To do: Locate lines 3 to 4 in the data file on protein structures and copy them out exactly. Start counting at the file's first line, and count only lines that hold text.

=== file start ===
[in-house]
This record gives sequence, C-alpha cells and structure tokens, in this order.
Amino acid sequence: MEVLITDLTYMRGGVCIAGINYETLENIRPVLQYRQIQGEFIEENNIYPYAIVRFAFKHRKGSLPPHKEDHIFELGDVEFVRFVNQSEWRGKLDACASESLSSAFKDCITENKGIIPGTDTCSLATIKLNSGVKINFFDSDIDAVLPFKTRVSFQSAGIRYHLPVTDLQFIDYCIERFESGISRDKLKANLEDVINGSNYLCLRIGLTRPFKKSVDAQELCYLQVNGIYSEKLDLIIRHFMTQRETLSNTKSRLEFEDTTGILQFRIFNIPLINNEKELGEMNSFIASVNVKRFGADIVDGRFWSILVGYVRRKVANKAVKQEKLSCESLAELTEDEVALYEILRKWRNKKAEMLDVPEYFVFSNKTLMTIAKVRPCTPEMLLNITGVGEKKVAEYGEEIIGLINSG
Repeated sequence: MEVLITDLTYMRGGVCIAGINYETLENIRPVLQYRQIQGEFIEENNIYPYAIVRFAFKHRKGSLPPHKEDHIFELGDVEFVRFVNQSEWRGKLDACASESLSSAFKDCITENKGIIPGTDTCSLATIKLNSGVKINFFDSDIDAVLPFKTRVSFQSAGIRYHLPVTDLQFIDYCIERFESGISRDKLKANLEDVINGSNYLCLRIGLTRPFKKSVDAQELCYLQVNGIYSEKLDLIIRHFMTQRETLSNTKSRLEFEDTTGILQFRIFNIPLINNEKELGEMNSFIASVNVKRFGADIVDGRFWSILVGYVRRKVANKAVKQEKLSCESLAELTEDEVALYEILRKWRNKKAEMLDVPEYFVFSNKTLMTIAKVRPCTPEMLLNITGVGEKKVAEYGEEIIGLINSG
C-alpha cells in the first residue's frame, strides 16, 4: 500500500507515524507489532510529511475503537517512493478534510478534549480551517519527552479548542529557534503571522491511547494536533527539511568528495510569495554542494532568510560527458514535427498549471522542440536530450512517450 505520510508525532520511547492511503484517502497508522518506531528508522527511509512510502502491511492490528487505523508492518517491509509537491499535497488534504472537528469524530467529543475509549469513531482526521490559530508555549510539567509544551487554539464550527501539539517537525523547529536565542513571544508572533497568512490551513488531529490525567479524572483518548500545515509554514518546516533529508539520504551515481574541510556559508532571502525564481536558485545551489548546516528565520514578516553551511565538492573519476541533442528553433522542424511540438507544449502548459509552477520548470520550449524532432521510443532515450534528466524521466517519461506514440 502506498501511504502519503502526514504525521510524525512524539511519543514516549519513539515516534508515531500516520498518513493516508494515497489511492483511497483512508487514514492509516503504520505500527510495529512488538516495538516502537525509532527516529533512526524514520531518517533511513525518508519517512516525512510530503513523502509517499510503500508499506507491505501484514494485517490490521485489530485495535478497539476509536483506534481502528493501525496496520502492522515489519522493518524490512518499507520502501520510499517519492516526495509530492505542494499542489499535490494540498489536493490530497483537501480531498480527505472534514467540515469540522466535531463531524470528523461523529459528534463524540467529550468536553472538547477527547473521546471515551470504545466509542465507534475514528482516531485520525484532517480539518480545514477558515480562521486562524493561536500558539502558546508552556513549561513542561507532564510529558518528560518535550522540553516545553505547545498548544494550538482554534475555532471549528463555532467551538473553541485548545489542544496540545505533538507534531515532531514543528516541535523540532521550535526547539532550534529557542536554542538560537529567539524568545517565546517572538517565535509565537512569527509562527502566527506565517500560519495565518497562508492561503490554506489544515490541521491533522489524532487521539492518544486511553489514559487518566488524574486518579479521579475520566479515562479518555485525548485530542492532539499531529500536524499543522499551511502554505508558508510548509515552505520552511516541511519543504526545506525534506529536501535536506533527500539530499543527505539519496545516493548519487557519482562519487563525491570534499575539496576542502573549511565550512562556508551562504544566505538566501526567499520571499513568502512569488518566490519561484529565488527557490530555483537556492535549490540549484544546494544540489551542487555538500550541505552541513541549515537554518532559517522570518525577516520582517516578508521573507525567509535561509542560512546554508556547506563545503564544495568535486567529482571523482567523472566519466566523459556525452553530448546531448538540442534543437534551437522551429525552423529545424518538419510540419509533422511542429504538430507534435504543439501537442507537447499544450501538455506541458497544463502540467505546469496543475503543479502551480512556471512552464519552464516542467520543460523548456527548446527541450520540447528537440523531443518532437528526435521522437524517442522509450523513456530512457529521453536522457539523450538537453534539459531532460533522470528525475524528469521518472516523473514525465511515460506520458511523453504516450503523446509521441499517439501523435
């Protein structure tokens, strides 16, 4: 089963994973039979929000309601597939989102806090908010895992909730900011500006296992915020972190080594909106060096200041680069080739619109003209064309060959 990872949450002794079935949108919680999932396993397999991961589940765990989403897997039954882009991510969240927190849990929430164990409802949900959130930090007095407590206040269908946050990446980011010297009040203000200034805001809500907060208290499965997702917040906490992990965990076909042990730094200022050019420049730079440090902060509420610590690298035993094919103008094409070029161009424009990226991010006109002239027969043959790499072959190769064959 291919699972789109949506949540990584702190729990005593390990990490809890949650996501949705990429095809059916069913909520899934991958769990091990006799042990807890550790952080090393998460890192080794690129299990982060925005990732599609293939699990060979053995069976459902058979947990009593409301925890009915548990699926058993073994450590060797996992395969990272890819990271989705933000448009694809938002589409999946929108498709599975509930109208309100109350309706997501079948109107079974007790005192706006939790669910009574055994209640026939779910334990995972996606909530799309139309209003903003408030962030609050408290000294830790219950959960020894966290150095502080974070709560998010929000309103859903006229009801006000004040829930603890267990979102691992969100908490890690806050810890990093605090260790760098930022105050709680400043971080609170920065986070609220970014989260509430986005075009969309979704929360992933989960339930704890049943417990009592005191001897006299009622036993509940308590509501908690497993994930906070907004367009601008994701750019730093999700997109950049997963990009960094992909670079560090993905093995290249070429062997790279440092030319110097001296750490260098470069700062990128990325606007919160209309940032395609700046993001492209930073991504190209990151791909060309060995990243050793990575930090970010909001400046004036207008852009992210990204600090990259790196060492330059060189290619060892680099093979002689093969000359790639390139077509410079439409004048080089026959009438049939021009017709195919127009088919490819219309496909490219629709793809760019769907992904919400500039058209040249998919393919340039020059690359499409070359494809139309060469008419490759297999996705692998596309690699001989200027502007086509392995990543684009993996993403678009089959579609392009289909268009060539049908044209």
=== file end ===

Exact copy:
Amino acid sequence: MEVLITDLTYMRGGVCIAGINYETLENIRPVLQYRQIQGEFIEENNIYPYAIVRFAFKHRKGSLPPHKEDHIFELGDVEFVRFVNQSEWRGKLDACASESLSSAFKDCITENKGIIPGTDTCSLATIKLNSGVKINFFDSDIDAVLPFKTRVSFQSAGIRYHLPVTDLQFIDYCIERFESGISRDKLKANLEDVINGSNYLCLRIGLTRPFKKSVDAQELCYLQVNGIYSEKLDLIIRHFMTQRETLSNTKSRLEFEDTTGILQFRIFNIPLINNEKELGEMNSFIASVNVKRFGADIVDGRFWSILVGYVRRKVANKAVKQEKLSCESLAELTEDEVALYEILRKWRNKKAEMLDVPEYFVFSNKTLMTIAKVRPCTPEMLLNITGVGEKKVAEYGEEIIGLINSG
Repeated sequence: MEVLITDLTYMRGGVCIAGINYETLENIRPVLQYRQIQGEFIEENNIYPYAIVRFAFKHRKGSLPPHKEDHIFELGDVEFVRFVNQSEWRGKLDACASESLSSAFKDCITENKGIIPGTDTCSLATIKLNSGVKINFFDSDIDAVLPFKTRVSFQSAGIRYHLPVTDLQFIDYCIERFESGISRDKLKANLEDVINGSNYLCLRIGLTRPFKKSVDAQELCYLQVNGIYSEKLDLIIRHFMTQRETLSNTKSRLEFEDTTGILQFRIFNIPLINNEKELGEMNSFIASVNVKRFGADIVDGRFWSILVGYVRRKVANKAVKQEKLSCESLAELTEDEVALYEILRKWRNKKAEMLDVPEYFVFSNKTLMTIAKVRPCTPEMLLNITGVGEKKVAEYGEEIIGLINSG